Over the last few months I've been fighting this notion that "i'm too transparent" from someone I work with and I think that it isn't that I'm too transparent it is more that she is not used to my being open with my life to students. I can't be any other way and don't get me wrong there is discretion involved always, but I'm willing to share my hardships, what I've learned, and my story to assist others when needed. I'm also a very open person and that has taken the last four years to truly see. It is because of the Spring of 2009 and the trials I went through that I chose with my husband to be open, honest, and transparent about the good, the bad, and the trials that make life up and down because we all are human.
Advocacy is something that I find is naturally in me. I never truly realized it until I started working deep in student affairs and others pointed out that advocacy is natural for me, but there can be good and bad to being an advocate. You have to be willing to be open. You have to be willing to be vocal. You have to be willing to be rejected, deal with ignorance, and handle yourself with confidence because you are battling the fight of lack of knowledge, bias, and other things (depending on the situation). I truly am an advocate for WLS patients. Obvious = here is my blog, but I've lost enough weight and blend that if I don't know you and you haven't gone through my journey with me / knew me before that you would never know that I was grossly overweight.
Friday night we were out on a double date and we got to talking. There was some assumptions made about me being a "non-typical" TCU girl which is a hole other post, but that led to me sharing that yes I'm not typical and that I used to be almost 500 lbs. Our friends face showed he didn't believe me. I pulled out my license picture that was right before my surgery where I'm over 300 lbs and he was shocked. He then made the assumption and compared to me to someone who sits around and eats 300 cheesburgers with a vat of ketchup. Instead of getting angry, mad, or even frustrated I've learned enough to be frank and honest and open. I explained my WLS and the reason I had it. I explained my journey of disease and co-morbidities and I also explained that even though in the past I've enjoyed my fair share of cookie dough and cake batter that I never was one to sit and gorge all the time. I lovingly taught this person something about me, my life, and more importantly to think before he judges (hopefully.) I know that he wasn't being mean. He doesn't know me like that, but I felt so good that I didn't go to anger or to defensive mode. I got to advocate for people like us...WLS patients pre and post op....that maybe when he meets another he'll remember my story and how I showed him reasonsing behind this rather than just shooting out assumptions.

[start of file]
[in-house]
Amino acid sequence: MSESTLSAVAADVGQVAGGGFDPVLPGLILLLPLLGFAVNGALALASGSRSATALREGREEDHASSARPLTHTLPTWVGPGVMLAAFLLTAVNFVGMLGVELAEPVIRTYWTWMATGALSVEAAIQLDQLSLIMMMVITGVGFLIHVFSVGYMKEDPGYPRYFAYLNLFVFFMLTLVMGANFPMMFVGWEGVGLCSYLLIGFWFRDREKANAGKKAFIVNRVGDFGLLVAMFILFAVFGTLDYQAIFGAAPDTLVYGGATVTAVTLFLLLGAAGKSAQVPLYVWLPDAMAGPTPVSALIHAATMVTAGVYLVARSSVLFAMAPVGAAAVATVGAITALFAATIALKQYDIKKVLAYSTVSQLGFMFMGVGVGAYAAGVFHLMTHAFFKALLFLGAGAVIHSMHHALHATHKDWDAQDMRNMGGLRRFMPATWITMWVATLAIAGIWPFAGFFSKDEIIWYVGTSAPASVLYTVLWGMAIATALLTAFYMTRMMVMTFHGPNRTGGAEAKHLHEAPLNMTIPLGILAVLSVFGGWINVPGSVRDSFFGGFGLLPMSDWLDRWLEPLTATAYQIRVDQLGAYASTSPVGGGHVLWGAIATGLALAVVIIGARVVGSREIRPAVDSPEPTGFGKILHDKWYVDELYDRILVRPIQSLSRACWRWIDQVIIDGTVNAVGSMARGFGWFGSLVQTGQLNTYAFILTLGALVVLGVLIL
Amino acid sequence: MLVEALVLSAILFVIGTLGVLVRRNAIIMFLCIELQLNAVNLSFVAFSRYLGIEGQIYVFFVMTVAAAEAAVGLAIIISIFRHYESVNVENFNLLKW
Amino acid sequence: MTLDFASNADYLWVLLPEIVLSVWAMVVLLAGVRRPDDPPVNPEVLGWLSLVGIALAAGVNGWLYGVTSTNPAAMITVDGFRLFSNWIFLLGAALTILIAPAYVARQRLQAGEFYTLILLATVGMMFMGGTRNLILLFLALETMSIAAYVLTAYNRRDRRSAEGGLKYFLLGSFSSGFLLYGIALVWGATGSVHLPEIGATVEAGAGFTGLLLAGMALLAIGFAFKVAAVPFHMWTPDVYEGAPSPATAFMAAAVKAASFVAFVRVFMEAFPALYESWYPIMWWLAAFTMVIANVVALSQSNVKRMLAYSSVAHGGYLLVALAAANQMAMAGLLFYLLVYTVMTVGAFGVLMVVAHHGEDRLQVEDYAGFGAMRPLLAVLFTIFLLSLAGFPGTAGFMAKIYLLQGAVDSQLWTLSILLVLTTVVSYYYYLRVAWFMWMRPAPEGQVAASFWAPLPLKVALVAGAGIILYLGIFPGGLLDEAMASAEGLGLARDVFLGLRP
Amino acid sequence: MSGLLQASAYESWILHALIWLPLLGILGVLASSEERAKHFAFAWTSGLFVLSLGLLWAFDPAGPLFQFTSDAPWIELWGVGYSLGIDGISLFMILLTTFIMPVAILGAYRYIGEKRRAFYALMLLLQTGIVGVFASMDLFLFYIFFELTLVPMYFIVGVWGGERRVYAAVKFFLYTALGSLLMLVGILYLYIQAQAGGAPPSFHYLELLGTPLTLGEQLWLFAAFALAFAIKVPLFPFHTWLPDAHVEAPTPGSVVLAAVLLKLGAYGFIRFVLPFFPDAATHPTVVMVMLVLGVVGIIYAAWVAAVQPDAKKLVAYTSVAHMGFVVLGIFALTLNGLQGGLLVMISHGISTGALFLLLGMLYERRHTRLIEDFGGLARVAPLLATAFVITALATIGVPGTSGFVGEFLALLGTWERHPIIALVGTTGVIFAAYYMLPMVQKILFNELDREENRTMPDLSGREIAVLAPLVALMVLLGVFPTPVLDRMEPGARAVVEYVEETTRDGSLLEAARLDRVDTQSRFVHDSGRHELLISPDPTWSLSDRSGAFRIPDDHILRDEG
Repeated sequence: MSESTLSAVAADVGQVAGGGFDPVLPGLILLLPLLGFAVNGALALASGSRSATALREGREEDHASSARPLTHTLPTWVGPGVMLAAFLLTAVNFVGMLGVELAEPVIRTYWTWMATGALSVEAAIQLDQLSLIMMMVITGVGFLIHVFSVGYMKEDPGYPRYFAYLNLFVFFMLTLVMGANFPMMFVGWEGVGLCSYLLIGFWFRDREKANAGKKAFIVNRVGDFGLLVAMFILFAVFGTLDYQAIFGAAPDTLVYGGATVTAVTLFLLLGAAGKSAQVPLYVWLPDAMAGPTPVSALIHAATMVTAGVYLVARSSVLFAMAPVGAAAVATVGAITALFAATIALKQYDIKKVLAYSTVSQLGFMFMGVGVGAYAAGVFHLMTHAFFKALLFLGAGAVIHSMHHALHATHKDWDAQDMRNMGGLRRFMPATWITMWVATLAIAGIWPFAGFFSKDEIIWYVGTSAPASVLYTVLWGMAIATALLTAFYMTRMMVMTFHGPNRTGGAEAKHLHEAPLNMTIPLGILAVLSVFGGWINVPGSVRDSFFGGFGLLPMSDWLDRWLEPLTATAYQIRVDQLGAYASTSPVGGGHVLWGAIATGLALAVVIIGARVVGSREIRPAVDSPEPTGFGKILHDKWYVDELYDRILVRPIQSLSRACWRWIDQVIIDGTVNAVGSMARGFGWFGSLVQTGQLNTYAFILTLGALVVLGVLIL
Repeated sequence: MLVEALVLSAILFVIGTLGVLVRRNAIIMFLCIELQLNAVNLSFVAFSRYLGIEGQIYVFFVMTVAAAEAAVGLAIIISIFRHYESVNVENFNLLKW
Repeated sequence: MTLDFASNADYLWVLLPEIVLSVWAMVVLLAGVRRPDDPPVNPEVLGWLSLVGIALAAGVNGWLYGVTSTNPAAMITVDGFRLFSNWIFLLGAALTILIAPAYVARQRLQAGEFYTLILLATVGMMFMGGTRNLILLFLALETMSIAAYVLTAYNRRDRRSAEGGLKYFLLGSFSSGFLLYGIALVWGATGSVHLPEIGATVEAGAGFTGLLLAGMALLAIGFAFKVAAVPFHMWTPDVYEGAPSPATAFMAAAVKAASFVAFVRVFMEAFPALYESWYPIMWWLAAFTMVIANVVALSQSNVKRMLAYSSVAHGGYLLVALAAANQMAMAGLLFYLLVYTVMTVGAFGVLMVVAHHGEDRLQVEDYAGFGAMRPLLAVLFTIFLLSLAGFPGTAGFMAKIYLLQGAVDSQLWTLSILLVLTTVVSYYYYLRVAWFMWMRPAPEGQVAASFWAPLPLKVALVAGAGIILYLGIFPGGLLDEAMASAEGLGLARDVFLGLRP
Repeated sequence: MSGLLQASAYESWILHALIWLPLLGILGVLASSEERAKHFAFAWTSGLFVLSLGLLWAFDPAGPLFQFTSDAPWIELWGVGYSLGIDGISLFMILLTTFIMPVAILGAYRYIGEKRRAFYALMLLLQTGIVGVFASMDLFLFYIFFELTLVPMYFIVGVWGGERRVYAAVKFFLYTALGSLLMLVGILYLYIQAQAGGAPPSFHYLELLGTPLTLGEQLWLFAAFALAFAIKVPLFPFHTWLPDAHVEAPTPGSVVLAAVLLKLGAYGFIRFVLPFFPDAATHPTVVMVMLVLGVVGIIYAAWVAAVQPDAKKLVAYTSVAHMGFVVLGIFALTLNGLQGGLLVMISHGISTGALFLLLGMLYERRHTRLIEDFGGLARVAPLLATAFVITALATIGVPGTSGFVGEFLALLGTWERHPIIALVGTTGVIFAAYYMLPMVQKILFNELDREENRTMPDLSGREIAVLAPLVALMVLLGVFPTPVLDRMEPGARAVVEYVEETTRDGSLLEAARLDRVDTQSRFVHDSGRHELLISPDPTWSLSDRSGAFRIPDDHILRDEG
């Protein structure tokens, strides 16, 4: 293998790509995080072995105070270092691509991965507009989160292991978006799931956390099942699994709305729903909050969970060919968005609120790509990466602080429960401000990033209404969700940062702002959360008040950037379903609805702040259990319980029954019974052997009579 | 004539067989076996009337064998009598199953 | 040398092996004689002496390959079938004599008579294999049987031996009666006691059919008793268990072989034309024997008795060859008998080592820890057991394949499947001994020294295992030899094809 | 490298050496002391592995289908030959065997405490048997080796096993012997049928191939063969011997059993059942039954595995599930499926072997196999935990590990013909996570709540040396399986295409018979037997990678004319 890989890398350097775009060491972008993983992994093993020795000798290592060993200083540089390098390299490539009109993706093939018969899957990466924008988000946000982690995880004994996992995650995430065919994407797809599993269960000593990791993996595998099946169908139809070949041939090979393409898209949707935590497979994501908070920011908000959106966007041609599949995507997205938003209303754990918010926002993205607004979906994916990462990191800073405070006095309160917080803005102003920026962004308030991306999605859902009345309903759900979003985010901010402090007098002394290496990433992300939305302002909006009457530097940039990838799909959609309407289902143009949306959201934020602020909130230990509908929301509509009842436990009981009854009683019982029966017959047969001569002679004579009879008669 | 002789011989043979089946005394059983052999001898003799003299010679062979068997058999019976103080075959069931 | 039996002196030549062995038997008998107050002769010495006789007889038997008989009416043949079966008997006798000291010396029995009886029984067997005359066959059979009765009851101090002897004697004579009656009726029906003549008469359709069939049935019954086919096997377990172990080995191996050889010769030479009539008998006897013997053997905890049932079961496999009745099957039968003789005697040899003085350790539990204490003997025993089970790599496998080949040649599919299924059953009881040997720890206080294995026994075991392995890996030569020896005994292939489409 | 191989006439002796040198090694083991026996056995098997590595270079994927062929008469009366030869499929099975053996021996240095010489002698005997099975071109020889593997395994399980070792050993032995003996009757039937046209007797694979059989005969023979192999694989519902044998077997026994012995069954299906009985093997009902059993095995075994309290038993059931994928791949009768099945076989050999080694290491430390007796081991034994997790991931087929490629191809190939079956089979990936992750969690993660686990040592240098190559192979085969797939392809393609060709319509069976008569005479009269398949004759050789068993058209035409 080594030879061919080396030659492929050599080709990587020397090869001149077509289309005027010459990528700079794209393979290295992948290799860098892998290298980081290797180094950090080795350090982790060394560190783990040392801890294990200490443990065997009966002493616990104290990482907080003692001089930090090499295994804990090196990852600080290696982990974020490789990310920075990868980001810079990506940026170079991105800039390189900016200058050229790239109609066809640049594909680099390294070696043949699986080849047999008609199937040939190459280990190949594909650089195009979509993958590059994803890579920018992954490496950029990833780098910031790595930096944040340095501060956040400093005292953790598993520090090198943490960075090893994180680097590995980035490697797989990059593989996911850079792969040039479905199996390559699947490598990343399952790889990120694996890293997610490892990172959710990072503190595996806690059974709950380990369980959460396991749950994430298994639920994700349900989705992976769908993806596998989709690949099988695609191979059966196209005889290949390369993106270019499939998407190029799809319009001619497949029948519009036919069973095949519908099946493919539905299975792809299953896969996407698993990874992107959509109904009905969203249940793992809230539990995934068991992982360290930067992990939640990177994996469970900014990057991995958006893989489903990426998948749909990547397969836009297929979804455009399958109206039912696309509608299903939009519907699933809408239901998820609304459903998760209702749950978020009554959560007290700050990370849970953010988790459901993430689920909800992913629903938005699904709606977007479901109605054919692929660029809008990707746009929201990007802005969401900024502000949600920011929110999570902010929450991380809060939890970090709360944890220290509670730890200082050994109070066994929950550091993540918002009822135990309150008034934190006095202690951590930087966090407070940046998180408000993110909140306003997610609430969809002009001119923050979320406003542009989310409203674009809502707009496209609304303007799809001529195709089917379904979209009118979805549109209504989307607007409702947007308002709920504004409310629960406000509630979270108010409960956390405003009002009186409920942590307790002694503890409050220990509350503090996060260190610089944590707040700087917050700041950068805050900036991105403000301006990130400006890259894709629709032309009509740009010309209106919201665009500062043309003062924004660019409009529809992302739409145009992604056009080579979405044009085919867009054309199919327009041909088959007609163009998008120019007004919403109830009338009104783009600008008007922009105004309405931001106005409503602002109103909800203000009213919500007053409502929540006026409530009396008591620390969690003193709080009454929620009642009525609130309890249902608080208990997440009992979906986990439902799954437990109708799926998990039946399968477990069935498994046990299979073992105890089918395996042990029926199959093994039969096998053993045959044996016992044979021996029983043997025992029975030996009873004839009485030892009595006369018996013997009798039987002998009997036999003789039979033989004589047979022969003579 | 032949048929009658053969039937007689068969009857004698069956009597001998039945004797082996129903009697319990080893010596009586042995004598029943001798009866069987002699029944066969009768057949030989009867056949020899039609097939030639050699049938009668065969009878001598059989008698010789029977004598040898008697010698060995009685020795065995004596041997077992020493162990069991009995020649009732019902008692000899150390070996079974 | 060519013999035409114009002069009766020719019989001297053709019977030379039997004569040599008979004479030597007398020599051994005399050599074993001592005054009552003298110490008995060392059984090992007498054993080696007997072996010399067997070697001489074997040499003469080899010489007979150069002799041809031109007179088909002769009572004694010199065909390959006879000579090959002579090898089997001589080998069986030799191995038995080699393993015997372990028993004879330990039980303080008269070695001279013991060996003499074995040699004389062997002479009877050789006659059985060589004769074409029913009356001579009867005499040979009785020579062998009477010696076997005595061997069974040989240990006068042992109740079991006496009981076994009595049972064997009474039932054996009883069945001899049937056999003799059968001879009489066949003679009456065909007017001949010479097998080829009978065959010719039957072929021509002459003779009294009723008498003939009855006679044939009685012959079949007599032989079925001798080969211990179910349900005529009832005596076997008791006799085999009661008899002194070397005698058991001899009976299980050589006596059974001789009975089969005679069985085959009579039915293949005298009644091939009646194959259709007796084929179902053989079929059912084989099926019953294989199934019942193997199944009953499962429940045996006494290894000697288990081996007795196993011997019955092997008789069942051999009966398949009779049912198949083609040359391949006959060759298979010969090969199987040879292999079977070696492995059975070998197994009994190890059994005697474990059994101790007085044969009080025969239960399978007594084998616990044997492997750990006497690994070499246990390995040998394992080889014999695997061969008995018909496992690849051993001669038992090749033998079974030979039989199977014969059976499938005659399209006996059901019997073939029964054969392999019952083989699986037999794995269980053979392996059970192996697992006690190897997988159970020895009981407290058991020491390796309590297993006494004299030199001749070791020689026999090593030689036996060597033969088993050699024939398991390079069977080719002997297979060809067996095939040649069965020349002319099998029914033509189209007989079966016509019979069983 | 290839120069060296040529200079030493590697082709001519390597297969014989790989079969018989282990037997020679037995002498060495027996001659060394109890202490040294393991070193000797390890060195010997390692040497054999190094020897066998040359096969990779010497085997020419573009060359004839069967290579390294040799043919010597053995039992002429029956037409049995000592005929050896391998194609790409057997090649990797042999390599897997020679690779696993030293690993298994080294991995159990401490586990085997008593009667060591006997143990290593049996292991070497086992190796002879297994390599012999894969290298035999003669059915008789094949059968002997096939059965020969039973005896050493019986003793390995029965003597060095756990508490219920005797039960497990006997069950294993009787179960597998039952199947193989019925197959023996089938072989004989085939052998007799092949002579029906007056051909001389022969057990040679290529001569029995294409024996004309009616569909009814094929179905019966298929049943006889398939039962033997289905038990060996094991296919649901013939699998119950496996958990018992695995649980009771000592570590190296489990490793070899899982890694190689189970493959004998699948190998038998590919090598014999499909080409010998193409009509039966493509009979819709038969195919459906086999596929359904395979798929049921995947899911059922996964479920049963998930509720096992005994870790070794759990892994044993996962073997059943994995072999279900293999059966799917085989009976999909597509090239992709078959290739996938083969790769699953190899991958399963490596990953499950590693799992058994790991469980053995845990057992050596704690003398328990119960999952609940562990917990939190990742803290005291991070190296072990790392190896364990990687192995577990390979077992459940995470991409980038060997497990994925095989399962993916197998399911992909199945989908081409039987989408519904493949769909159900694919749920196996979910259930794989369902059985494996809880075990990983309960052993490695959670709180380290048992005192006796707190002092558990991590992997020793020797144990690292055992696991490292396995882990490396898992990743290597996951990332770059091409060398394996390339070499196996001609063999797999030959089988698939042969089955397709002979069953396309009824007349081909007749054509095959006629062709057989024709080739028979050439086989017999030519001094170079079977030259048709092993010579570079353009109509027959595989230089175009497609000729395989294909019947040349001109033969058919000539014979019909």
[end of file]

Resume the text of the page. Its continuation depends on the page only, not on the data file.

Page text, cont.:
Yesterday I had the awesome opportunity to share my heart...my story...the realness that is where I am at 21 post op. Check out Sleeved Princess link here I'm under her photos! She is collecting stories of where we've been and where we are. So if you are a WLS post op hit her up and share your photos!